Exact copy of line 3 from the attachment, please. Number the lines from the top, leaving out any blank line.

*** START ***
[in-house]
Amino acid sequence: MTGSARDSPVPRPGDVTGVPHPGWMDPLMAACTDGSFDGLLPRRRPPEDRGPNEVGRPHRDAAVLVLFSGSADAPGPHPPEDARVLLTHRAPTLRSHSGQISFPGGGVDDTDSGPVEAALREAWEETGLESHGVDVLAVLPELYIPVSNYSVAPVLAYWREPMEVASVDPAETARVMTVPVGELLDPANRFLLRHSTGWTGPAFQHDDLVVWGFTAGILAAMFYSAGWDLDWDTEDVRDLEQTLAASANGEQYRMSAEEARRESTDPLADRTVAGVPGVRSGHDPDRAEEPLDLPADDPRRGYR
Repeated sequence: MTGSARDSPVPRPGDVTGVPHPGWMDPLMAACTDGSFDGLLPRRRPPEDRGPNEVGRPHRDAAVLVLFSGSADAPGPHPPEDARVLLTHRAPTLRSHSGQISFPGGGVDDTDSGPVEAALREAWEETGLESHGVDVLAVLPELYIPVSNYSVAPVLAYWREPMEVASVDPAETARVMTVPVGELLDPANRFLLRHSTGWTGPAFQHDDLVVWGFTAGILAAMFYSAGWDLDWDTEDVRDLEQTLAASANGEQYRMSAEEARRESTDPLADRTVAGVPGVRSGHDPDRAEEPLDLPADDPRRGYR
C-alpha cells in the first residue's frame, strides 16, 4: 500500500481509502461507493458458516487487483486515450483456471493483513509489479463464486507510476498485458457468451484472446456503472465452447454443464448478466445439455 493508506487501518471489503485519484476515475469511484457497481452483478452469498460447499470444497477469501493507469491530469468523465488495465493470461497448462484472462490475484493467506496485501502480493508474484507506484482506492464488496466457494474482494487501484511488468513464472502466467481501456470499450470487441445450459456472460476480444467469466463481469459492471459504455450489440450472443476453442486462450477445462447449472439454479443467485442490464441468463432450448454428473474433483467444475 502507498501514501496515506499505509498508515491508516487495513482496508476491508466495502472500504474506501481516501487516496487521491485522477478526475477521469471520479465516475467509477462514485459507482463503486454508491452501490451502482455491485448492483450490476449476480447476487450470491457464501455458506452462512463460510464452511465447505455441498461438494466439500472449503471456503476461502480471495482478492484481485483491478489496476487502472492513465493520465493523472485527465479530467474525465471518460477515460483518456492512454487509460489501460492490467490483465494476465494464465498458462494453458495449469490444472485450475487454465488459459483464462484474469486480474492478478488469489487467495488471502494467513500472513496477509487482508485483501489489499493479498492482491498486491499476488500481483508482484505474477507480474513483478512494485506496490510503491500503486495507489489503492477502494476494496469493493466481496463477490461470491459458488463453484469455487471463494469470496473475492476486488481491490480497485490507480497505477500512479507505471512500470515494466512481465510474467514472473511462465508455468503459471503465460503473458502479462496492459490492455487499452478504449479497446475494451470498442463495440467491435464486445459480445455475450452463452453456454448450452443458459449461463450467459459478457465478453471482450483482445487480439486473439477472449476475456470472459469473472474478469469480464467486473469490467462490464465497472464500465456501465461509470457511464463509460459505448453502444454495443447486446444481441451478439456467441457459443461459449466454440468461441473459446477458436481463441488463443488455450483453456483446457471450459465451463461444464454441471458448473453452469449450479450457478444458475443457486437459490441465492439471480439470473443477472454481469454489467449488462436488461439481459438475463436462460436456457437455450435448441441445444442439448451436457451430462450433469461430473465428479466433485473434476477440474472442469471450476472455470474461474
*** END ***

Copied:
Repeated sequence: MTGSARDSPVPRPGDVTGVPHPGWMDPLMAACTDGSFDGLLPRRRPPEDRGPNEVGRPHRDAAVLVLFSGSADAPGPHPPEDARVLLTHRAPTLRSHSGQISFPGGGVDDTDSGPVEAALREAWEETGLESHGVDVLAVLPELYIPVSNYSVAPVLAYWREPMEVASVDPAETARVMTVPVGELLDPANRFLLRHSTGWTGPAFQHDDLVVWGFTAGILAAMFYSAGWDLDWDTEDVRDLEQTLAASANGEQYRMSAEEARRESTDPLADRTVAGVPGVRSGHDPDRAEEPLDLPADDPRRGYR